The CDP-choline dependent Kennedy pathway, the SDPM pathway and Lands’ cycle produce PC from the metabolic precursors lysoPC, choline (Cho), ethanolamine (Eth), serine (Ser, including that obtained from digestion of haemoglobin, Hb), and fatty acids, all salvaged from the host milieu. PC is primarily produced through the Kennedy pathway using Cho sourced mainly from serum lysoPC. Breakdown of lysoPC into choline is thought to occur in the parasitophorous vacuole via a two-step hydrolysis process involving an unidentified lysophospholipase (LPL) and a glycerophosphodiesterase (GDPD; PF3D7_1406300) (this work). Other abbreviations: CCT, CTP:phosphocholine cytidyltransferase; CEPT, choline/ethanolamine-phosphotransferase; CK, choline kinase; DAG, diacylglycerol; EK, ethanolamine kinase; GPC, glycerophosphocholine; LPCAT, lysophosphatidylcholine acyltransferase; PMT, phosphoethanolamine methyltransferase; SD, serine decarboxylase. ‘?’ indicates parasite enzymes not yet identified.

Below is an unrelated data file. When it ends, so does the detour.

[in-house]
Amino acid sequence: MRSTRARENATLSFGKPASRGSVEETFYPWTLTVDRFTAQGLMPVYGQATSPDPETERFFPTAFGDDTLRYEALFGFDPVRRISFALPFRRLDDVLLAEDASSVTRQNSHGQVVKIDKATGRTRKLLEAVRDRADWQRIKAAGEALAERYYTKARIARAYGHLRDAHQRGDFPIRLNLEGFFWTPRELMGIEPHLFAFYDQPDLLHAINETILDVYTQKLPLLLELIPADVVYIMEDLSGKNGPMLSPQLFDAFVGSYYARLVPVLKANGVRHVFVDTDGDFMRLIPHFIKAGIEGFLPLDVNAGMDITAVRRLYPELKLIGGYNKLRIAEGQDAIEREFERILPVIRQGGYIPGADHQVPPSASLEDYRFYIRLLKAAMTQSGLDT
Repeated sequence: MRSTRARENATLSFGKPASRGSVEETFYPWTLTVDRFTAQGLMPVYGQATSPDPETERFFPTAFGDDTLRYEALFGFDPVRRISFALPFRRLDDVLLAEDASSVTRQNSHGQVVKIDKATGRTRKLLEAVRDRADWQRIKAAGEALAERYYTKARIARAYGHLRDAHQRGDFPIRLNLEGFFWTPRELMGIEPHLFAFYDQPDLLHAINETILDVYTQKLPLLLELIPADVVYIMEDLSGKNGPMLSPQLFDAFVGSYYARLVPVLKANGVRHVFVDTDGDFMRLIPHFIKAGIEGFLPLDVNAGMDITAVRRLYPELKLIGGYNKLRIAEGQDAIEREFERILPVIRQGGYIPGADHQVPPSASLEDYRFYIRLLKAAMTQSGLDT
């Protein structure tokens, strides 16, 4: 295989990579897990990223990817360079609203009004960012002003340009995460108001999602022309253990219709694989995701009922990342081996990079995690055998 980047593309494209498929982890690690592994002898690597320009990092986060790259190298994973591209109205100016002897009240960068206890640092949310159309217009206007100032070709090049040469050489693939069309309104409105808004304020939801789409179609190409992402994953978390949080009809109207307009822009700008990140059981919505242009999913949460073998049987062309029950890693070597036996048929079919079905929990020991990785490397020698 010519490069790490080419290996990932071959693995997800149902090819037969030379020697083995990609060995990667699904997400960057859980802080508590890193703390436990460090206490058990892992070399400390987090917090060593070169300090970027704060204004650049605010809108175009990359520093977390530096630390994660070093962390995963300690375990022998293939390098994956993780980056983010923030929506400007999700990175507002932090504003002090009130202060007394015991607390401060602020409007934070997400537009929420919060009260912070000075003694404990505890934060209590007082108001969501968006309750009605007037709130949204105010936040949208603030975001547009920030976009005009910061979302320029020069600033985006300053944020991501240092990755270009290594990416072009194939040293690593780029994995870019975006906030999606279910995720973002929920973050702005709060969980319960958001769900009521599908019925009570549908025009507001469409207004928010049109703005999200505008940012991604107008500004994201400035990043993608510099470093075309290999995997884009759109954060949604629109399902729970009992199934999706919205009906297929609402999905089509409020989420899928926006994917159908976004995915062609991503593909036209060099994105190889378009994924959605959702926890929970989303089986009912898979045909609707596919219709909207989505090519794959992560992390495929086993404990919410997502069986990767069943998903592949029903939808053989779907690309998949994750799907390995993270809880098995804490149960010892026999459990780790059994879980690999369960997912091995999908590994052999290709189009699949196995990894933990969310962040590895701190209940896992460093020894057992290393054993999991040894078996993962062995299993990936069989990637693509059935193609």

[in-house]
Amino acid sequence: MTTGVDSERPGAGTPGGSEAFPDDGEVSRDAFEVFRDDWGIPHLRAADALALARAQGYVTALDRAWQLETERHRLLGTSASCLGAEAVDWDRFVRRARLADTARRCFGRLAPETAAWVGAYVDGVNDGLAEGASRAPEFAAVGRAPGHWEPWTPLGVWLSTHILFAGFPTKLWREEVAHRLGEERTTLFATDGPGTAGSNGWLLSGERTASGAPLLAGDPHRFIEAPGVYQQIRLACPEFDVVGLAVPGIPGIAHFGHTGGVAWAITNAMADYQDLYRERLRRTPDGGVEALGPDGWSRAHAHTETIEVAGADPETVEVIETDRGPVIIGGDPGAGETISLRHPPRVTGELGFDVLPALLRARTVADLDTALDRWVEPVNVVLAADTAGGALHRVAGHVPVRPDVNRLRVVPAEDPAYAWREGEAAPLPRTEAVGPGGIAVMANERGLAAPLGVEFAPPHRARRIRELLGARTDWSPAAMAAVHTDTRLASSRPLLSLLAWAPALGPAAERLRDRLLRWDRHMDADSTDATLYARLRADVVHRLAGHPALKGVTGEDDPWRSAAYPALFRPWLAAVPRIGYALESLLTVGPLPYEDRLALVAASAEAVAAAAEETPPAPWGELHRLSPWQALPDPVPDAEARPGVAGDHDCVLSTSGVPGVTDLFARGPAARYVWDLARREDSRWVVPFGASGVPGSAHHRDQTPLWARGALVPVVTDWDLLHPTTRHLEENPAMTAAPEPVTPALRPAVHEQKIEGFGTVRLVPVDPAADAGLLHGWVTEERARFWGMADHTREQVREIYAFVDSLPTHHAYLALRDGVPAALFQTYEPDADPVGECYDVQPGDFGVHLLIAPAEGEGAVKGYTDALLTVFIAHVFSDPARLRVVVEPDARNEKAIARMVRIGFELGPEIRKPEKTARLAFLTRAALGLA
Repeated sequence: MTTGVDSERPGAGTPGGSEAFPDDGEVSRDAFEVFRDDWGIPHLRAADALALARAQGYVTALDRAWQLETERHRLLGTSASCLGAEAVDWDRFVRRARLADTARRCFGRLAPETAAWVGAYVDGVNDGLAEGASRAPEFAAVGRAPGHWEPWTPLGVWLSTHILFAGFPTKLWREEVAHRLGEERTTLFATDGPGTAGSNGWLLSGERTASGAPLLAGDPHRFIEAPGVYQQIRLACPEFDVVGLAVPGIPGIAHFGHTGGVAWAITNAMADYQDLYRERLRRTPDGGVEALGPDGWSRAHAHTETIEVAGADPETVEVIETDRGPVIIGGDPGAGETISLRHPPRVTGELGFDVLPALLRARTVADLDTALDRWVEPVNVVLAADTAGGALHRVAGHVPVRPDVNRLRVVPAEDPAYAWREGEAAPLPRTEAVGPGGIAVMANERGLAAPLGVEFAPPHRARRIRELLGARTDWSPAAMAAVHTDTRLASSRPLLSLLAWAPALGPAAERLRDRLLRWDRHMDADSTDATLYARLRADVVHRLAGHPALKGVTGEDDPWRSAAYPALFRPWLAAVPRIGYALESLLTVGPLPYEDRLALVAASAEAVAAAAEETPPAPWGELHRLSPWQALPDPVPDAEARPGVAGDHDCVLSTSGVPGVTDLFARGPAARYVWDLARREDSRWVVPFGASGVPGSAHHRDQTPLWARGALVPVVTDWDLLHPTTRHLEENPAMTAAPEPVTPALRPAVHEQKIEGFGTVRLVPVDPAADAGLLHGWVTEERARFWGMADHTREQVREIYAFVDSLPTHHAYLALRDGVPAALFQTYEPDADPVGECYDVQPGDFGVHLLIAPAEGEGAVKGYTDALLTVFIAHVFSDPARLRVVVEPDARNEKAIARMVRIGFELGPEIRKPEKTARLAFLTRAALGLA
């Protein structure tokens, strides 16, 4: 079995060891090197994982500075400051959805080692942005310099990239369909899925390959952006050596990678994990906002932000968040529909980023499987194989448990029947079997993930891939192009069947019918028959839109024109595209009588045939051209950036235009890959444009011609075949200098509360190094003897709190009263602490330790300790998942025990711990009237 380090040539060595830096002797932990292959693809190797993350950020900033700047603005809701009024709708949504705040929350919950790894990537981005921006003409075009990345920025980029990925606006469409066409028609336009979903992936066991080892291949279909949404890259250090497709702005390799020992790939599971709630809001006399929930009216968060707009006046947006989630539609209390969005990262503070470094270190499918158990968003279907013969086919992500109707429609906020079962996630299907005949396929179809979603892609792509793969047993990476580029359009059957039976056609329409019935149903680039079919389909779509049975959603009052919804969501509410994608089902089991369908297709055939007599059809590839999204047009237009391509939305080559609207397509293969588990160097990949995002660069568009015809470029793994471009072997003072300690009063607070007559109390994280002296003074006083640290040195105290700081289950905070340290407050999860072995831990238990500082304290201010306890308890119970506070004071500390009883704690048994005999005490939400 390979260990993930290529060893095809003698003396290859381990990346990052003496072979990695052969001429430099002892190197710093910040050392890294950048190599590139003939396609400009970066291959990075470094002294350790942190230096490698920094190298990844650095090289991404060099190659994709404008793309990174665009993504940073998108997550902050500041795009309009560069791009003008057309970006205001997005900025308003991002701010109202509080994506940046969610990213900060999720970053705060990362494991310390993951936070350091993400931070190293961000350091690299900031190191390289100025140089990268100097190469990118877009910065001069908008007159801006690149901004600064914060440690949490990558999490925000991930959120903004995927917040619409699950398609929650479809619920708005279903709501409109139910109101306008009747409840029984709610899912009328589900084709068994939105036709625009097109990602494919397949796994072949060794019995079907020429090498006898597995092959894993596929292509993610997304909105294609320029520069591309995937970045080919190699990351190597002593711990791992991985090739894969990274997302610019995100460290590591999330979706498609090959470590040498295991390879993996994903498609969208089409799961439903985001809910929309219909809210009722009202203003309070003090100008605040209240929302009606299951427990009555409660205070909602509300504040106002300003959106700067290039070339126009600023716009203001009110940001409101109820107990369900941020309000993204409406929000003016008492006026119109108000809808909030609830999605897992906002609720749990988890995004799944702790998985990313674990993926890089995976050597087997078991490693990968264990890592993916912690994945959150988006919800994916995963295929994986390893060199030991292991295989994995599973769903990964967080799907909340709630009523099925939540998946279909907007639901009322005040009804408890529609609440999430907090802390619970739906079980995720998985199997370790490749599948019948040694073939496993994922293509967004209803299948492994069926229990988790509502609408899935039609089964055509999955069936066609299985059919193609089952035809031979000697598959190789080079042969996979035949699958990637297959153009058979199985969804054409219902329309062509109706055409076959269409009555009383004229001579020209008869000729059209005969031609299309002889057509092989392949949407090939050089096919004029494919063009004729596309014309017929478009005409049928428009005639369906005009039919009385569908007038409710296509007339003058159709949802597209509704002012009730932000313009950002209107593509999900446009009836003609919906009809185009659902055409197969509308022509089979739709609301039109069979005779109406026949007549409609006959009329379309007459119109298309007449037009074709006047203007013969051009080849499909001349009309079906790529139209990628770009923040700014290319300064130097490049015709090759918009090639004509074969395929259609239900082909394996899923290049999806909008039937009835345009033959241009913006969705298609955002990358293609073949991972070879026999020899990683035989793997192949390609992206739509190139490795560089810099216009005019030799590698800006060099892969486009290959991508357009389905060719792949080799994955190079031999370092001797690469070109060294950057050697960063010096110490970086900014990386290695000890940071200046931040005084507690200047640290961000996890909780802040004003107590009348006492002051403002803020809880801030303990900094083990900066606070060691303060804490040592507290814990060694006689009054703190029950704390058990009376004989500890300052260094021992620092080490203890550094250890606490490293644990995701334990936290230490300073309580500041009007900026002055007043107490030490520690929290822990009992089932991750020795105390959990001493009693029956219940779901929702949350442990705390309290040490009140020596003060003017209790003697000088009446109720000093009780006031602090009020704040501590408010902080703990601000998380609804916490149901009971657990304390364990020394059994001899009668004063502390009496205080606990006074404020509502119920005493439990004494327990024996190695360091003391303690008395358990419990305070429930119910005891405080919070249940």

The crucial nature of PC biosynthesis for parasite survival has generated interest in this process as a potential target for antimalarial drug development (Ancelin et al., 1985; Ancelin and Vial, 1986a). Choline analogs have potent antimalarial activity (Ancelin et al., 2003), whilst inhibiting or disrupting enzymes in the PC synthesis pathways severely reduces or blocks intraerythrocytic growth. As examples of this, compounds that inhibit P. falciparum CK (PfCK) (Serrán-Aguilera et al., 2016) or PfCCT (Contet et al., 2015) in the CDP-choline pathway kill the parasite, and disruption of the PfPMT gene to block PC synthesis via the SDPM pathway results in morphological and growth defects but is not lethal (Witola et al., 2008). These findings suggest that the CDP-choline pathway provides the major route to PC synthesis whilst the SDPM pathway forms an important alternative route. An improved understanding of PC biosynthesis in Plasmodium may identify critical enzymes in the process that are potential drug targets.